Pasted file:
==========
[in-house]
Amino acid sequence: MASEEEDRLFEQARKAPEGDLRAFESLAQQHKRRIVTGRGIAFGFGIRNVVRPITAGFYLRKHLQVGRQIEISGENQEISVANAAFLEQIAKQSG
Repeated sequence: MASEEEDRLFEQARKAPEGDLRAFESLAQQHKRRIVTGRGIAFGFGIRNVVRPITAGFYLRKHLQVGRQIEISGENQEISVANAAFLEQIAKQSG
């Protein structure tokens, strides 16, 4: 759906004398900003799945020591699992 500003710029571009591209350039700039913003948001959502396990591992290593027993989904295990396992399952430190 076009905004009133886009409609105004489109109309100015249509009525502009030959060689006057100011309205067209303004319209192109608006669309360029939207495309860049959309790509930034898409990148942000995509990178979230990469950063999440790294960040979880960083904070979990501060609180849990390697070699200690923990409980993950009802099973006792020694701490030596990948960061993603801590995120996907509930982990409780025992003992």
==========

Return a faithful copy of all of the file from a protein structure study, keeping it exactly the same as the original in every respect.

[in-house]
Amino acid sequence: MASEEEDRLFEQARKAPEGDLRAFESLAQQHKRRIVTGRGIAFGFGIRNVVRPITAGFYLRKHLQVGRQIEISGENQEISVANAAFLEQIAKQSG
Repeated sequence: MASEEEDRLFEQARKAPEGDLRAFESLAQQHKRRIVTGRGIAFGFGIRNVVRPITAGFYLRKHLQVGRQIEISGENQEISVANAAFLEQIAKQSG
């Protein structure tokens, strides 16, 4: 759906004398900003799945020591699992 500003710029571009591209350039700039913003948001959502396990591992290593027993989904295990396992399952430190 076009905004009133886009409609105004489109109309100015249509009525502009030959060689006057100011309205067209303004319209192109608006669309360029939207495309860049959309790509930034898409990148942000995509990178979230990469950063999440790294960040979880960083904070979990501060609180849990390697070699200690923990409980993950009802099973006792020694701490030596990948960061993603801590995120996907509930982990409780025992003992």